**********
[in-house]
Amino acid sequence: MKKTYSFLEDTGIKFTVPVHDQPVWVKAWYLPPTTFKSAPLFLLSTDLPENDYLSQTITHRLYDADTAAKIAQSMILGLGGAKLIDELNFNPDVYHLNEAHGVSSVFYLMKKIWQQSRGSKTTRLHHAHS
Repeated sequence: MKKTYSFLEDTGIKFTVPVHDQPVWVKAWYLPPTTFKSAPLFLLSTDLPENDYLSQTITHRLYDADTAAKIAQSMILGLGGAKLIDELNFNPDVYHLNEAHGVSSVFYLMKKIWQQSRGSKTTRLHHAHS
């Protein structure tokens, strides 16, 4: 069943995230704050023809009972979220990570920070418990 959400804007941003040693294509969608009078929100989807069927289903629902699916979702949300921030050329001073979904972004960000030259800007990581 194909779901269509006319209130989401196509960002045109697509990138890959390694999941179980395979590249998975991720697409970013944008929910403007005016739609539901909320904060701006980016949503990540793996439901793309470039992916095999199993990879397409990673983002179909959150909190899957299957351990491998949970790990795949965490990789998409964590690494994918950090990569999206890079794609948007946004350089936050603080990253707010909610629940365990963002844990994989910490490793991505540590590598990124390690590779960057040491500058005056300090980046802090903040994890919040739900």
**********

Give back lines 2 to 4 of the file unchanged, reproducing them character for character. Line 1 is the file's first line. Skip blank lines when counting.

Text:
Amino acid sequence: MKKTYSFLEDTGIKFTVPVHDQPVWVKAWYLPPTTFKSAPLFLLSTDLPENDYLSQTITHRLYDADTAAKIAQSMILGLGGAKLIDELNFNPDVYHLNEAHGVSSVFYLMKKIWQQSRGSKTTRLHHAHS
Repeated sequence: MKKTYSFLEDTGIKFTVPVHDQPVWVKAWYLPPTTFKSAPLFLLSTDLPENDYLSQTITHRLYDADTAAKIAQSMILGLGGAKLIDELNFNPDVYHLNEAHGVSSVFYLMKKIWQQSRGSKTTRLHHAHS
């Protein structure tokens, strides 16, 4: 069943995230704050023809009972979220990570920070418990 959400804007941003040693294509969608009078929100989807069927289903629902699916979702949300921030050329001073979904972004960000030259800007990581 194909779901269509006319209130989401196509960002045109697509990138890959390694999941179980395979590249998975991720697409970013944008929910403007005016739609539901909320904060701006980016949503990540793996439901793309470039992916095999199993990879397409990673983002179909959150909190899957299957351990491998949970790990795949965490990789998409964590690494994918950090990569999206890079794609948007946004350089936050603080990253707010909610629940365990963002844990994989910490490793991505540590590598990124390690590779960057040491500058005056300090980046802090903040994890919040739900």